Caught red-handed

Researchers observe how a phenuivirus steals host mRNA caps

Viruses use the molecular infrastructure of infected host cells for their reproduction. While the viral polymerase replicates the genetic information of the virus, the host ribosome is needed to produce the viral proteins. However, the process by which a ribosome converts RNA into a protein – called translation – is tightly controlled and requires a so-called 5'RNA cap. Phenuiviruses cannot produce these RNA caps themselves, but steal them from their host. But how does this work? Researchers at the Bernhard Nocht Institute for Tropical Medicine (BNITM) and their collaborators have used cryo-electron microscopy to study and visualise different stages of this process on a molecular level. The results were published in the scientific journal Nucleic Acids Research.

Graphical Abstract
©Chris Hoffmann | Harry Williams | Maria Rosenthal

Severe fever with thrombocytopenia syndrome virus (SFTS virus) is an RNA phenuivirus belonging to the group of Bunyaviruses. It causes an illness in humans that includes fever, muscle aches, diarrhea and a drop in blood platelets (thrombocytes). In severe cases, internal bleeding and multiple organ failure can also occur. Ticks transmit the SFTS virus and can infect a range of pets and livestock, including cats and cows, as well as humans. There are currently no effective drugs approved for use against the SFTS virus.


Hijacking the host protein factory

“Bunyaviruses need a kind of small key to gain access to the host cell's machinery,” explains Dr Maria Rosenthal, group leader of the BMBF junior research group Structural Virology at the BNITM. “These keys are the host's RNA caps. Viruses use this key to hijack the ribosome, which is the host's protein production factory.”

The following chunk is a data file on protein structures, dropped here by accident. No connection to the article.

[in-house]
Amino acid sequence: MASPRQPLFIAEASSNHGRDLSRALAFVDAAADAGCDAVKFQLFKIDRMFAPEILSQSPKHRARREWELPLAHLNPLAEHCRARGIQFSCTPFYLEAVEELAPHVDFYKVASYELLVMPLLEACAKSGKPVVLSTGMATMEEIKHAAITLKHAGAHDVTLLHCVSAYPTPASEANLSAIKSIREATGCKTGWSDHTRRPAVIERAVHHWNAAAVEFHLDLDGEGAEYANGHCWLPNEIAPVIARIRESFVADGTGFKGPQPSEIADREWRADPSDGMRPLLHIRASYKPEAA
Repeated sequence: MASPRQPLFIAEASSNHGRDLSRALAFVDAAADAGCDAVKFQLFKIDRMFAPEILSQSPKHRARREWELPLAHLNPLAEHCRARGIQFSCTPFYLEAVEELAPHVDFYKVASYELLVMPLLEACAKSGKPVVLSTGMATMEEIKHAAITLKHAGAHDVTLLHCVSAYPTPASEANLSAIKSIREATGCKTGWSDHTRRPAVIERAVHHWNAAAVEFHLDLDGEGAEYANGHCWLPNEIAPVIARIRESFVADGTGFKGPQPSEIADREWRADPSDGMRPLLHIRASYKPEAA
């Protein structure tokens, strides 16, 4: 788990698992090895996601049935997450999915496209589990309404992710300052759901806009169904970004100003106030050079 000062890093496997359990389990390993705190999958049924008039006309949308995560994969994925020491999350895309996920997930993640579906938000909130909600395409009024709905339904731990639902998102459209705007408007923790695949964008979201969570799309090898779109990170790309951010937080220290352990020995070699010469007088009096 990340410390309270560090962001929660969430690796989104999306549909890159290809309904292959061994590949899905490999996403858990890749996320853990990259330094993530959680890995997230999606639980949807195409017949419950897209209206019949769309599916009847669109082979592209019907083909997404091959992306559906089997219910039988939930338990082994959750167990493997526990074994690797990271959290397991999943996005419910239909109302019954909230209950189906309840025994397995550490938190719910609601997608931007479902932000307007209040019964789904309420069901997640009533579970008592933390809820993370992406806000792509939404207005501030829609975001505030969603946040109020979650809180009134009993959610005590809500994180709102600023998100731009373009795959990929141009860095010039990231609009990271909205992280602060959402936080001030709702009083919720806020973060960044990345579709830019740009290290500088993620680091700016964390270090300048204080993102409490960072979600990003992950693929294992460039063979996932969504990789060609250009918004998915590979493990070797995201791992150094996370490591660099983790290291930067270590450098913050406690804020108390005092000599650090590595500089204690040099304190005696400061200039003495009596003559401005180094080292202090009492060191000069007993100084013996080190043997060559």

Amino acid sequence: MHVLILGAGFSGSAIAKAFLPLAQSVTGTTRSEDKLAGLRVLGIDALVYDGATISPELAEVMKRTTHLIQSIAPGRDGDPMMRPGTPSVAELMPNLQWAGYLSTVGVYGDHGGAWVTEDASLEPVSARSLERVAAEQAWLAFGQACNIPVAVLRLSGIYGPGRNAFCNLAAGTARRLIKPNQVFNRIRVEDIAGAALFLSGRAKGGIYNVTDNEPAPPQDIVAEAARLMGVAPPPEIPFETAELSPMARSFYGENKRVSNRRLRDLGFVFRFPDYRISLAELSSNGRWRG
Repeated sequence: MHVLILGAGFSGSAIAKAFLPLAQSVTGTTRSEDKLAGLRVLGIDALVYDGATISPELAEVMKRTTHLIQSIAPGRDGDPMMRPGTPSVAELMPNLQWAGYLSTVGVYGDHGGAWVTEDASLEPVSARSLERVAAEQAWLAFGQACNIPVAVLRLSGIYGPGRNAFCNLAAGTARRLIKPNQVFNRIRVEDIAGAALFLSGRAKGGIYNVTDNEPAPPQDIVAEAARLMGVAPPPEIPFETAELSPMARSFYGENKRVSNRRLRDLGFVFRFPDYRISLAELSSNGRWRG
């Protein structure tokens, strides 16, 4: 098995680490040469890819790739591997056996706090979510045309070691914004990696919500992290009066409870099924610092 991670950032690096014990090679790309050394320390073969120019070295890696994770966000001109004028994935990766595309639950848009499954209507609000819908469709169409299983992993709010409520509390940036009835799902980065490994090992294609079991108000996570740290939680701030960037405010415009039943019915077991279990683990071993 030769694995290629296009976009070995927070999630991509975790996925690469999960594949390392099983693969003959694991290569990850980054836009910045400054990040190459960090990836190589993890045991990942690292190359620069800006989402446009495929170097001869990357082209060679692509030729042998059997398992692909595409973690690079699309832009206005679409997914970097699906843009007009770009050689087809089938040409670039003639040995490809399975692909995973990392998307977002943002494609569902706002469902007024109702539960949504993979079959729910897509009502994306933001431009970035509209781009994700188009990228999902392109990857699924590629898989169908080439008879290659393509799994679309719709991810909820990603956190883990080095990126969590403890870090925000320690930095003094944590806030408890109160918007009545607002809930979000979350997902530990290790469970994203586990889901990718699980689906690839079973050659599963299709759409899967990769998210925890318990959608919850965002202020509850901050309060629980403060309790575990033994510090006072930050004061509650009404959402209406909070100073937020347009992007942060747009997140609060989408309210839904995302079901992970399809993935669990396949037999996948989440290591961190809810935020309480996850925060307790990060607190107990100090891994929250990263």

Dr Maria Rosenthal: a researcher with long hair and a blouse. The picture is in black and white.
Dr. Maria Rosenthal   ©Martin Kunze

This is how proteins are made in the host cell: The ribosome recognises the RNA cap of a messenger RNA (mRNA) and begins to produce proteins. If there is no RNA cap on an RNA strand, usually no protein is made. Bunyavirus RNA does not contain such a cap. These viruses therefore need a strategy to get hold of the caps – i.e. the key. Some viruses, including SFTS virus, steal the RNA caps from the host cell by cutting them off the host RNA. The L protein of the SFTS virus was expected to be involved in this process. But how the process worked in detail was not known. In this study, researchers used cryo-electron microscopy (cryo-EM) to gain more insight into this process.

Ph.D. Harry Williams: A researcher smiles into the camera. He has short brown hair, a short beard and a checkered shirt.
Ph.D. Harry Williams   ©M. Rosenthal


Structure determination by cryo-electron microscopy

First author Dr Harry M. Williams and his colleagues at the cryo-EM facility at the Centre for Structural Systems Biology (CSSB), led by Prof. Dr Kay Grünewald, used cryo-EM to take a series of images of the L protein. A single image is not enough to resolve the three-dimensional structure of the SFTS virus L protein for several reasons. Proteins are three-dimensional objects, so looking at the L protein from only direction would give the researchers only a partial understanding of its overall structure.